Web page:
U.S. politics has never been pretty. Even as the colonists declared their independence from England, they were busy arguing with one another. Rather than Democrats (liberals) and Republicans (conservatives), however, the early Americans were divided between the Republicans (liberals) and the Federalists (conservatives). If you find political fighting today abhorrent, just imagine what it was like before political correctness!
In 1800, Benjamin Nones, a veteran of Washington’s army who was awarded a citation for bravery while serving in General Pulaski’s legion, discovered the no-holds-barred methods of American politics, the hard way. Following the Republican convention in Philadelphia, the local Federalist newspaper included a vicious attack against Nones (who had attended the convention), decrying him as “a Jew, a Republican and poor.”
Nones’ response, which had to be published in a different newspaper, was both passionate and eloquent: “I am a Jew. I glory in belonging to that persuasion, which even its opponents, whether Christian or Mahomedan, allow to be of divine origin…which has preserved its faith secure and undefined, for nearly three thousand years…”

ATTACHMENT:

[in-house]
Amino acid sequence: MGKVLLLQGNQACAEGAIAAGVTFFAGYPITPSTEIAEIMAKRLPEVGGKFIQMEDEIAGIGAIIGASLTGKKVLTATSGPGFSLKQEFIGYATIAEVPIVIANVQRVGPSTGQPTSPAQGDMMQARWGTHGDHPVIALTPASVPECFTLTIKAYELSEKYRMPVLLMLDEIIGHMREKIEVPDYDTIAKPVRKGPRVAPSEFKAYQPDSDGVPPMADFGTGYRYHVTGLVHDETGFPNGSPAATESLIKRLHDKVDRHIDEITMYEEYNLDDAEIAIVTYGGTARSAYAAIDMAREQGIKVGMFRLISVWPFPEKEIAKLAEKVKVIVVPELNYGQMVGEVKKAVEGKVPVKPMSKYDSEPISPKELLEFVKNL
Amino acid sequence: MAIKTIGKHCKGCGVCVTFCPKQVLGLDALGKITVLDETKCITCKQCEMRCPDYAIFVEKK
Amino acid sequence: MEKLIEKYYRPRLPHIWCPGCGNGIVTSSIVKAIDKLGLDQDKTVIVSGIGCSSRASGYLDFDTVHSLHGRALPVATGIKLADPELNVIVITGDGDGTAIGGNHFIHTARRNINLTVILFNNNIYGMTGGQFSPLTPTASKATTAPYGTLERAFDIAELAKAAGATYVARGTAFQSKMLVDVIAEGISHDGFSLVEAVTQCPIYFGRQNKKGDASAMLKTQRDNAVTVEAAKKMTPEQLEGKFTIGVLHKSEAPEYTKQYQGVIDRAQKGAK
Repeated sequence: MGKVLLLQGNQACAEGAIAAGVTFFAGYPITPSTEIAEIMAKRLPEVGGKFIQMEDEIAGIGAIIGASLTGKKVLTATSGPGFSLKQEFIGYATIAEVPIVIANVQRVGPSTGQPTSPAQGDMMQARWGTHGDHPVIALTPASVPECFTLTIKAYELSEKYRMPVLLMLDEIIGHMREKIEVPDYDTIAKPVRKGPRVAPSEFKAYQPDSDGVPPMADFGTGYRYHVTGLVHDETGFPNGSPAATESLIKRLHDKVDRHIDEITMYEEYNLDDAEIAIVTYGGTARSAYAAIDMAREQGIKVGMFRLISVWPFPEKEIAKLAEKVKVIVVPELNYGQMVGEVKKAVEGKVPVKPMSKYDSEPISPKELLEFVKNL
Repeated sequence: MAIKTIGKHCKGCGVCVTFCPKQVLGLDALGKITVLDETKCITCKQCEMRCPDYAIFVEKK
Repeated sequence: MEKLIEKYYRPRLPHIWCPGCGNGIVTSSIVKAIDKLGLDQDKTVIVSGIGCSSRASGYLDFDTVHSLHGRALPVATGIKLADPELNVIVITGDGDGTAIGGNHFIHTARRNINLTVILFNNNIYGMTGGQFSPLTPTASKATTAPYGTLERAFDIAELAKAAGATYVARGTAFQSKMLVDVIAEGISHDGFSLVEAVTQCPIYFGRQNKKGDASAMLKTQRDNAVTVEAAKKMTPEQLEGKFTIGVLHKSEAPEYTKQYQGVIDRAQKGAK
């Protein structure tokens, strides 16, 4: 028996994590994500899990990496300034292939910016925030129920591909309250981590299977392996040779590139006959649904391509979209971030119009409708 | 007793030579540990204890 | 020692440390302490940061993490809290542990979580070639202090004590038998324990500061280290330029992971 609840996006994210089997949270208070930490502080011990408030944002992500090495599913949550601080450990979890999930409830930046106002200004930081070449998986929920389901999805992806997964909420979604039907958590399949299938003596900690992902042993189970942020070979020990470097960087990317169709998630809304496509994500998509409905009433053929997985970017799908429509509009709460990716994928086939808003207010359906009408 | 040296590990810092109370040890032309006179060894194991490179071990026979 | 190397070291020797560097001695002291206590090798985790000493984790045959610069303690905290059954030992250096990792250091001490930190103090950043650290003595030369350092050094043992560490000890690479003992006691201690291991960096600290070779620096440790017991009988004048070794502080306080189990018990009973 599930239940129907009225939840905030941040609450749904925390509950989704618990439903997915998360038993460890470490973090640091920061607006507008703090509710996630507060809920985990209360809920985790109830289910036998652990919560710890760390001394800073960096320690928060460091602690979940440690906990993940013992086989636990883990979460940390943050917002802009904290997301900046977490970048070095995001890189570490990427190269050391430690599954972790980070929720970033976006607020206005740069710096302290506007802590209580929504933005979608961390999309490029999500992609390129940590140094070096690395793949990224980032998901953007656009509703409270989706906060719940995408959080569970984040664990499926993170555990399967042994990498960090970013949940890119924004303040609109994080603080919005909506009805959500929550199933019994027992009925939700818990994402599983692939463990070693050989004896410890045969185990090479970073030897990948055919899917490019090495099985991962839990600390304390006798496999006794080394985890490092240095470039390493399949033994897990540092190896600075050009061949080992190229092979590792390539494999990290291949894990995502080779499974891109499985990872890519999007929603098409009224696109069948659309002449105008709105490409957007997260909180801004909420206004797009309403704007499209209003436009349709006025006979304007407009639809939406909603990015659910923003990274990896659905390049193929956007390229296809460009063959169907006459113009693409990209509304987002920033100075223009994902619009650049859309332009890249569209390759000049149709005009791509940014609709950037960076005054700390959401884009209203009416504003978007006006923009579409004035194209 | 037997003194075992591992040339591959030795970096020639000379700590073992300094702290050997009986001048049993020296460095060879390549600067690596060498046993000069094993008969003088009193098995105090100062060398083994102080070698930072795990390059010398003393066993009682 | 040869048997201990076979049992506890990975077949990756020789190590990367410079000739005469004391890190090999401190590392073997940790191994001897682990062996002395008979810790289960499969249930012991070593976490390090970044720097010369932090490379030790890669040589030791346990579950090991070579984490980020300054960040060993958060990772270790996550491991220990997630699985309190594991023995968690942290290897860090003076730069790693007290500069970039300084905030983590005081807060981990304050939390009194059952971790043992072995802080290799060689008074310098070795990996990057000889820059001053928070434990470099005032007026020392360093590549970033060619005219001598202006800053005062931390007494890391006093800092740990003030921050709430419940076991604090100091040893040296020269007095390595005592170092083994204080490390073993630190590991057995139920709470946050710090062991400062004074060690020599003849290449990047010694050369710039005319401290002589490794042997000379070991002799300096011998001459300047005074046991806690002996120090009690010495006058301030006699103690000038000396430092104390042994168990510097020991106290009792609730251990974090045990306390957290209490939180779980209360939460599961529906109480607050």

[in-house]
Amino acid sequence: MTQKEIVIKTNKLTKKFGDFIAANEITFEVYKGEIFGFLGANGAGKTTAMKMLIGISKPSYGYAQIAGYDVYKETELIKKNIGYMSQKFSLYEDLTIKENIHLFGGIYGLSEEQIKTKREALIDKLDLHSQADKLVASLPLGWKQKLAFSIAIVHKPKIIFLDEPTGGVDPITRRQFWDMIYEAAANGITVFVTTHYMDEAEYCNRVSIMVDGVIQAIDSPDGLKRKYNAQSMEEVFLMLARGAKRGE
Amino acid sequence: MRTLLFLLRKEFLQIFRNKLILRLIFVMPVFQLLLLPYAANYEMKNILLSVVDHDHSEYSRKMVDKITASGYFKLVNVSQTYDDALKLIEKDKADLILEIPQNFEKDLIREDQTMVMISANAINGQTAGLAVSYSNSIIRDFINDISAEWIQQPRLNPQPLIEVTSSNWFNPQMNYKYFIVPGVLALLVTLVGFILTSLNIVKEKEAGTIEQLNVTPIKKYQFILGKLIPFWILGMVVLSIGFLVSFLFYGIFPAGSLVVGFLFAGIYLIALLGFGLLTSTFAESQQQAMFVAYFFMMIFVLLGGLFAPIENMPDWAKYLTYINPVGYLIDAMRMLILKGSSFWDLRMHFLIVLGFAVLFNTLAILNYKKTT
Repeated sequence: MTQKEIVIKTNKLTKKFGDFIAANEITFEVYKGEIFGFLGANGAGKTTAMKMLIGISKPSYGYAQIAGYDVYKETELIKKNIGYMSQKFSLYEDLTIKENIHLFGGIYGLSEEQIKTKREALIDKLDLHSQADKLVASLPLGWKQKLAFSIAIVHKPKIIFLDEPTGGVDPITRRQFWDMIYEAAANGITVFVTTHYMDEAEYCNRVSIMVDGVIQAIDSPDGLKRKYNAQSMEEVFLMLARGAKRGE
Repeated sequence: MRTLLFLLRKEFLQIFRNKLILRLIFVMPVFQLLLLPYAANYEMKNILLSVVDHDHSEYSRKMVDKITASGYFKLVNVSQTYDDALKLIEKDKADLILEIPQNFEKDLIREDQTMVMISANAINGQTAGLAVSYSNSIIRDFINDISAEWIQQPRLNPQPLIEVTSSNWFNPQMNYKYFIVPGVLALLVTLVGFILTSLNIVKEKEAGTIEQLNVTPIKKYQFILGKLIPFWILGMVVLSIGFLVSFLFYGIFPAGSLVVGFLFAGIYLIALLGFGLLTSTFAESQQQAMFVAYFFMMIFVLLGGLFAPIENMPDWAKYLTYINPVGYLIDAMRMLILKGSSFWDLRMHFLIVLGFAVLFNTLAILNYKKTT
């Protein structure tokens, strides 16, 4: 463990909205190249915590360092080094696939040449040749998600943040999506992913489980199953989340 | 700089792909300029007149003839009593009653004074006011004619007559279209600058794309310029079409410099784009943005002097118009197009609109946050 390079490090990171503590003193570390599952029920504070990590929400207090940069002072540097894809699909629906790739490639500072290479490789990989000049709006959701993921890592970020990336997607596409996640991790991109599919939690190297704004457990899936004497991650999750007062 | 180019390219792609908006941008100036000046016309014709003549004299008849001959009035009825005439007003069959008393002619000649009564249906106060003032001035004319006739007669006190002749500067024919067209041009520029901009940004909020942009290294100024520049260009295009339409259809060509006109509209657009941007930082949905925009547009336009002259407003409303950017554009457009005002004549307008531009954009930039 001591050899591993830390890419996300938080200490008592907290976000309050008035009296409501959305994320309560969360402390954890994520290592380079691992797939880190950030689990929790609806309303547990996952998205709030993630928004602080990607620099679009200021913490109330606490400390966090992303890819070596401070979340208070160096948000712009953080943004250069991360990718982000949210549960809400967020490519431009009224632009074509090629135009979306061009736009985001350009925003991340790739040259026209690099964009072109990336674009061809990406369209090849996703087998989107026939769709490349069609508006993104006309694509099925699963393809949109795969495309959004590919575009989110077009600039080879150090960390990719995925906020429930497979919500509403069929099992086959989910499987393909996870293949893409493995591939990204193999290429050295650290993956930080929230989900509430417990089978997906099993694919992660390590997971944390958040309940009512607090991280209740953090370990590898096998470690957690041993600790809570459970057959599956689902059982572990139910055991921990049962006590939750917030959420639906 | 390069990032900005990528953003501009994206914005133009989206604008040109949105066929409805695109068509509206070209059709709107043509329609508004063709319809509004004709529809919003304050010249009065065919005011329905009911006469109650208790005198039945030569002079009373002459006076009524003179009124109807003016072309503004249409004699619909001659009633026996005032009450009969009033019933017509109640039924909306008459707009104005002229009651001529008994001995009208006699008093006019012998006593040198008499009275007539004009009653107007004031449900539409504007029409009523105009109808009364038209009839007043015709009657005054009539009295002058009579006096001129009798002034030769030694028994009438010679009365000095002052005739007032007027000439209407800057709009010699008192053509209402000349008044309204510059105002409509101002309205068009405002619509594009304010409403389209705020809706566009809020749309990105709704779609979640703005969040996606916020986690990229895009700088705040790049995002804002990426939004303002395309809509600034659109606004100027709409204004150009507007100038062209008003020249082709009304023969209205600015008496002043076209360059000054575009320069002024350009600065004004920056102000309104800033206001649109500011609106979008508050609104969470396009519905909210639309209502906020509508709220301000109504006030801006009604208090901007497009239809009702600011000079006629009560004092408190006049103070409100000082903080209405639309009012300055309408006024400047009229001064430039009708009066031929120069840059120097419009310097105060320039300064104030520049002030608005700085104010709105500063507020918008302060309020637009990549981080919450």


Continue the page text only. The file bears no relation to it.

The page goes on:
About his Republicanism he was equally eloquent: “In republics we have rights, in monarchies we live but to experience wrongs…How then can a Jew but be a Republican?”
Nones was certainly poor. An immigrant from France, he arrived just before the war. After the war, he tried to make a living as a notary, but with a large family at home (he had 14 children) money was always tight.
Nones was an active member of Philadelphia’s Jewish community. He served on the board of the Society of Ezrath Orchim and was the president of Congregation Mikveh Israel. Nones, who was also known for his abolitionist views, died in 1826.
This Treat was written in honor of Jewish American Heritage Month, which is celebrated in May.
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